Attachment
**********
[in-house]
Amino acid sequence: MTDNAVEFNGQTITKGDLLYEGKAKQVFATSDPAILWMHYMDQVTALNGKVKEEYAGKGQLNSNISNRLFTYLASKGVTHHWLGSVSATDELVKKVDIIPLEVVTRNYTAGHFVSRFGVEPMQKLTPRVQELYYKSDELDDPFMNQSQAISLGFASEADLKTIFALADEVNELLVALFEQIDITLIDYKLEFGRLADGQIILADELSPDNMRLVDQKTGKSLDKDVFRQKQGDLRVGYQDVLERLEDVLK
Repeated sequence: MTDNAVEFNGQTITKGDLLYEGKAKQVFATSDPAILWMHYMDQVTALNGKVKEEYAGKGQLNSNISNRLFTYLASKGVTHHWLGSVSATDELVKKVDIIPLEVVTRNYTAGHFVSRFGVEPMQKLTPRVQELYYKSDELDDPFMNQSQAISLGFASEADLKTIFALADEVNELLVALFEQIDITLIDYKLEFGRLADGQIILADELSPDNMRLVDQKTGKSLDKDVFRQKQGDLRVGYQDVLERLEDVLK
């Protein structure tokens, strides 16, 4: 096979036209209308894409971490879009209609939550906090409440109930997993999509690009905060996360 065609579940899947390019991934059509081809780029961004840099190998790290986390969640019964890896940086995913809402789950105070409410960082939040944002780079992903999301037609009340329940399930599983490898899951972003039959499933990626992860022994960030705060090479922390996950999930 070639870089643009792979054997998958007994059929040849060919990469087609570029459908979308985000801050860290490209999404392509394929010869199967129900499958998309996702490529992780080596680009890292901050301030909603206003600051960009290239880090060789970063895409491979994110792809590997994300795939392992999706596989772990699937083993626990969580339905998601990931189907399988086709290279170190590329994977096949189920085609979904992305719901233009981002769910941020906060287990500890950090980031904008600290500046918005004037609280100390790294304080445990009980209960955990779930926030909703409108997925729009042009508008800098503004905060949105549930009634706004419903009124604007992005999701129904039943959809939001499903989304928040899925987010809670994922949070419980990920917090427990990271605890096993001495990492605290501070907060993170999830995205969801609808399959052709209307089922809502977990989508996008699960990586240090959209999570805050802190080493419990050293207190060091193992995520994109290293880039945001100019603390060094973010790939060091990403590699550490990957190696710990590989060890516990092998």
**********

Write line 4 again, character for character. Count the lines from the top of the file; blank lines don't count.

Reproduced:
């Protein structure tokens, strides 16, 4: 096979036209209308894409971490879009209609939550906090409440109930997993999509690009905060996360 065609579940899947390019991934059509081809780029961004840099190998790290986390969640019964890896940086995913809402789950105070409410960082939040944002780079992903999301037609009340329940399930599983490898899951972003039959499933990626992860022994960030705060090479922390996950999930 070639870089643009792979054997998958007994059929040849060919990469087609570029459908979308985000801050860290490209999404392509394929010869199967129900499958998309996702490529992780080596680009890292901050301030909603206003600051960009290239880090060789970063895409491979994110792809590997994300795939392992999706596989772990699937083993626990969580339905998601990931189907399988086709290279170190590329994977096949189920085609979904992305719901233009981002769910941020906060287990500890950090980031904008600290500046918005004037609280100390790294304080445990009980209960955990779930926030909703409108997925729009042009508008800098503004905060949105549930009634706004419903009124604007992005999701129904039943959809939001499903989304928040899925987010809670994922949070419980990920917090427990990271605890096993001495990492605290501070907060993170999830995205969801609808399959052709209307089922809502977990989508996008699960990586240090959209999570805050802190080493419990050293207190060091193992995520994109290293880039945001100019603390060094973010790939060091990403590699550490990957190696710990590989060890516990092998």